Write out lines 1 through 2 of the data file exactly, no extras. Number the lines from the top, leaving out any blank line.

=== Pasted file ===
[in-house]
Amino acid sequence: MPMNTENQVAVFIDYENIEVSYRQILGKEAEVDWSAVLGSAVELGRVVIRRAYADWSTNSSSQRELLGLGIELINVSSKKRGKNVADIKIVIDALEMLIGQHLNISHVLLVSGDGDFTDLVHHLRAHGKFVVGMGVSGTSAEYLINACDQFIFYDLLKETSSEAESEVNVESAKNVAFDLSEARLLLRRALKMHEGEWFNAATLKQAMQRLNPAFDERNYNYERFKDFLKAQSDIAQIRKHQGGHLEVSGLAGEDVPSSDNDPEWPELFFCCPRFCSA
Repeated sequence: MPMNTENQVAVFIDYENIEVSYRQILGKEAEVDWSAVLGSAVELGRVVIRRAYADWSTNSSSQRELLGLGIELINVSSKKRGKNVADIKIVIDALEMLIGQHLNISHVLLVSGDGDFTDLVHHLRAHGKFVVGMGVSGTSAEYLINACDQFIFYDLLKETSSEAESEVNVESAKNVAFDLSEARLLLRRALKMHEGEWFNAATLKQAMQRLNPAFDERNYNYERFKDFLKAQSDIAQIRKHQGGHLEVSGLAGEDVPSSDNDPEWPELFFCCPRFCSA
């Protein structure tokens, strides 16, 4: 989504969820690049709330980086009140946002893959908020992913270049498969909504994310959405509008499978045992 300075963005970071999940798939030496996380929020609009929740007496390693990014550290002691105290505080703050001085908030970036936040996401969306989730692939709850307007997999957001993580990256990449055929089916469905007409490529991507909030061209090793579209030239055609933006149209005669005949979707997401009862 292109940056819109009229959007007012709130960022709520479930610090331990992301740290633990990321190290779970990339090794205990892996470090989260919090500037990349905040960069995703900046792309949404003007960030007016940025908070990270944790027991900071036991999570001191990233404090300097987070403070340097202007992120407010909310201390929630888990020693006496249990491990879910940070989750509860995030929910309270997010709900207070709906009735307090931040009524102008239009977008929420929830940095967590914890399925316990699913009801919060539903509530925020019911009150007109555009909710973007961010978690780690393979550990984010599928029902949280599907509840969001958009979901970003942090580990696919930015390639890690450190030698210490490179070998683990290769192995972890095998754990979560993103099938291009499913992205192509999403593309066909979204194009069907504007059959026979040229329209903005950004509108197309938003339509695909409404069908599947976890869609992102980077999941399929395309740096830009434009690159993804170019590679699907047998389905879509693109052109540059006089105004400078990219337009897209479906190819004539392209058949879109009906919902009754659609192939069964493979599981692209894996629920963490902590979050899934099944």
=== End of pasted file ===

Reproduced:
[in-house]
Amino acid sequence: MPMNTENQVAVFIDYENIEVSYRQILGKEAEVDWSAVLGSAVELGRVVIRRAYADWSTNSSSQRELLGLGIELINVSSKKRGKNVADIKIVIDALEMLIGQHLNISHVLLVSGDGDFTDLVHHLRAHGKFVVGMGVSGTSAEYLINACDQFIFYDLLKETSSEAESEVNVESAKNVAFDLSEARLLLRRALKMHEGEWFNAATLKQAMQRLNPAFDERNYNYERFKDFLKAQSDIAQIRKHQGGHLEVSGLAGEDVPSSDNDPEWPELFFCCPRFCSA